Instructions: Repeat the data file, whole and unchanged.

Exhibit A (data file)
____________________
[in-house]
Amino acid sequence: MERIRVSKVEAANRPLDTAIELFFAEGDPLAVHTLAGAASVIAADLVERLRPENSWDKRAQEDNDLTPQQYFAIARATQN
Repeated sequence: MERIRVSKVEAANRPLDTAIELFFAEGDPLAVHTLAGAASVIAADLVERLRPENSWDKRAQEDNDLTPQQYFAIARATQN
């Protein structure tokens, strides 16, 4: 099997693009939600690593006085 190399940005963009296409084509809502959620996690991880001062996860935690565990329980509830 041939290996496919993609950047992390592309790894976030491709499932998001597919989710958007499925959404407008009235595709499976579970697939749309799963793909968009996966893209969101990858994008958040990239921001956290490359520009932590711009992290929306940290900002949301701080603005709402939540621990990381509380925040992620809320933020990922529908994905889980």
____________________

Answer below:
[in-house]
Amino acid sequence: MERIRVSKVEAANRPLDTAIELFFAEGDPLAVHTLAGAASVIAADLVERLRPENSWDKRAQEDNDLTPQQYFAIARATQN
Repeated sequence: MERIRVSKVEAANRPLDTAIELFFAEGDPLAVHTLAGAASVIAADLVERLRPENSWDKRAQEDNDLTPQQYFAIARATQN
């Protein structure tokens, strides 16, 4: 099997693009939600690593006085 190399940005963009296409084509809502959620996690991880001062996860935690565990329980509830 041939290996496919993609950047992390592309790894976030491709499932998001597919989710958007499925959404407008009235595709499976579970697939749309799963793909968009996966893209969101990858994008958040990239921001956290490359520009932590711009992290929306940290900002949301701080603005709402939540621990990381509380925040992620809320933020990922529908994905889980």